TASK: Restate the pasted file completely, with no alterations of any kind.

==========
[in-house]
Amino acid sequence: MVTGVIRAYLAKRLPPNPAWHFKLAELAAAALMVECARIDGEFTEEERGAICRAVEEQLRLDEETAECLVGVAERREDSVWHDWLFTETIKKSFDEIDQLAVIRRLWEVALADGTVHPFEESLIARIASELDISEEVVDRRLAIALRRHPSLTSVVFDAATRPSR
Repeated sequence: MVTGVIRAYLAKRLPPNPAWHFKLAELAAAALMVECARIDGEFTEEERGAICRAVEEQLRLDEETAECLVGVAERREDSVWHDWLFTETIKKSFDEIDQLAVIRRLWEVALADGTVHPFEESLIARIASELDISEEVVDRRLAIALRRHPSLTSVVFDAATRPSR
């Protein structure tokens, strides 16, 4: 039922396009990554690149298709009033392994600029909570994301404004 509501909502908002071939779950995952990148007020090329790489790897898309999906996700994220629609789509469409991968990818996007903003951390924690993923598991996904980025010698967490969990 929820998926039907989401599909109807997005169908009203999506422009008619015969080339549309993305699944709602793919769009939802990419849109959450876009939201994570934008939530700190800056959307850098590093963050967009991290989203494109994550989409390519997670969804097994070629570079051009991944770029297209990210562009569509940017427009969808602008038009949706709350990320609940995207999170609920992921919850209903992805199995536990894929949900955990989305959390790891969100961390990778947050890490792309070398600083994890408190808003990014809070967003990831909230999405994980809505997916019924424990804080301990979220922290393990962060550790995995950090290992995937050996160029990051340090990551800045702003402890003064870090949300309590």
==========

[in-house]
Amino acid sequence: MVTGVIRAYLAKRLPPNPAWHFKLAELAAAALMVECARIDGEFTEEERGAICRAVEEQLRLDEETAECLVGVAERREDSVWHDWLFTETIKKSFDEIDQLAVIRRLWEVALADGTVHPFEESLIARIASELDISEEVVDRRLAIALRRHPSLTSVVFDAATRPSR
Repeated sequence: MVTGVIRAYLAKRLPPNPAWHFKLAELAAAALMVECARIDGEFTEEERGAICRAVEEQLRLDEETAECLVGVAERREDSVWHDWLFTETIKKSFDEIDQLAVIRRLWEVALADGTVHPFEESLIARIASELDISEEVVDRRLAIALRRHPSLTSVVFDAATRPSR
């Protein structure tokens, strides 16, 4: 039922396009990554690149298709009033392994600029909570994301404004 509501909502908002071939779950995952990148007020090329790489790897898309999906996700994220629609789509469409991968990818996007903003951390924690993923598991996904980025010698967490969990 929820998926039907989401599909109807997005169908009203999506422009008619015969080339549309993305699944709602793919769009939802990419849109959450876009939201994570934008939530700190800056959307850098590093963050967009991290989203494109994550989409390519997670969804097994070629570079051009991944770029297209990210562009569509940017427009969808602008038009949706709350990320609940995207999170609920992921919850209903992805199995536990894929949900955990989305959390790891969100961390990778947050890490792309070398600083994890408190808003990014809070967003990831909230999405994980809505997916019924424990804080301990979220922290393990962060550790995995950090290992995937050996160029990051340090990551800045702003402890003064870090949300309590």